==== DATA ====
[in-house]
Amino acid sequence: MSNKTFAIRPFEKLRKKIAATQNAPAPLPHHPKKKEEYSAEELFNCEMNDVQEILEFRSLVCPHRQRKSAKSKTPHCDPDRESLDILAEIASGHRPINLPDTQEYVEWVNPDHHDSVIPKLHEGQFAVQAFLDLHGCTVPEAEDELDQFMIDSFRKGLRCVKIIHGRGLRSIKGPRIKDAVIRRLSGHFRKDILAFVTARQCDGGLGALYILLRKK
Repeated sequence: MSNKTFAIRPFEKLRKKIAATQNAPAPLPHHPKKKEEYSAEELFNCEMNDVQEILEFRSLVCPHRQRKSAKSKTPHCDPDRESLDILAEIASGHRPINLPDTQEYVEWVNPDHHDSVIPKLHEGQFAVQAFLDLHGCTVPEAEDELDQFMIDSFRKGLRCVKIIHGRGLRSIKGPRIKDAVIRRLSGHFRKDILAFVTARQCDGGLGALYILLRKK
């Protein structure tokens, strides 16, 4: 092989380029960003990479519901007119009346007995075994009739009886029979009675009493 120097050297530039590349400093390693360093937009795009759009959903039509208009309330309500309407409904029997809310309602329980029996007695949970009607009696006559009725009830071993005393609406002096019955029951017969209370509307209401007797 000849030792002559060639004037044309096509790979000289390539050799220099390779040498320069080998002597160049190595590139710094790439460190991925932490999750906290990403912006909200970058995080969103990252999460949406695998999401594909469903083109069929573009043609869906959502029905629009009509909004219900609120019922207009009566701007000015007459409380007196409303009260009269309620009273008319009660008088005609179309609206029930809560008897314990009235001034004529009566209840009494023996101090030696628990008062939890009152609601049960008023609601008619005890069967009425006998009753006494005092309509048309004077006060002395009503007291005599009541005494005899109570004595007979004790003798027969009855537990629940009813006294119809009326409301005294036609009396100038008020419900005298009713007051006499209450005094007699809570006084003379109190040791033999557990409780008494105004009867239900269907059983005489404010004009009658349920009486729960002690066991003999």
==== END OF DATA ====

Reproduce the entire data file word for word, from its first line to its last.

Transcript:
[in-house]
Amino acid sequence: MSNKTFAIRPFEKLRKKIAATQNAPAPLPHHPKKKEEYSAEELFNCEMNDVQEILEFRSLVCPHRQRKSAKSKTPHCDPDRESLDILAEIASGHRPINLPDTQEYVEWVNPDHHDSVIPKLHEGQFAVQAFLDLHGCTVPEAEDELDQFMIDSFRKGLRCVKIIHGRGLRSIKGPRIKDAVIRRLSGHFRKDILAFVTARQCDGGLGALYILLRKK
Repeated sequence: MSNKTFAIRPFEKLRKKIAATQNAPAPLPHHPKKKEEYSAEELFNCEMNDVQEILEFRSLVCPHRQRKSAKSKTPHCDPDRESLDILAEIASGHRPINLPDTQEYVEWVNPDHHDSVIPKLHEGQFAVQAFLDLHGCTVPEAEDELDQFMIDSFRKGLRCVKIIHGRGLRSIKGPRIKDAVIRRLSGHFRKDILAFVTARQCDGGLGALYILLRKK
């Protein structure tokens, strides 16, 4: 092989380029960003990479519901007119009346007995075994009739009886029979009675009493 120097050297530039590349400093390693360093937009795009759009959903039509208009309330309500309407409904029997809310309602329980029996007695949970009607009696006559009725009830071993005393609406002096019955029951017969209370509307209401007797 000849030792002559060639004037044309096509790979000289390539050799220099390779040498320069080998002597160049190595590139710094790439460190991925932490999750906290990403912006909200970058995080969103990252999460949406695998999401594909469903083109069929573009043609869906959502029905629009009509909004219900609120019922207009009566701007000015007459409380007196409303009260009269309620009273008319009660008088005609179309609206029930809560008897314990009235001034004529009566209840009494023996101090030696628990008062939890009152609601049960008023609601008619005890069967009425006998009753006494005092309509048309004077006060002395009503007291005599009541005494005899109570004595007979004790003798027969009855537990629940009813006294119809009326409301005294036609009396100038008020419900005298009713007051006499209450005094007699809570006084003379109190040791033999557990409780008494105004009867239900269907059983005489404010004009009658349920009486729960002690066991003999």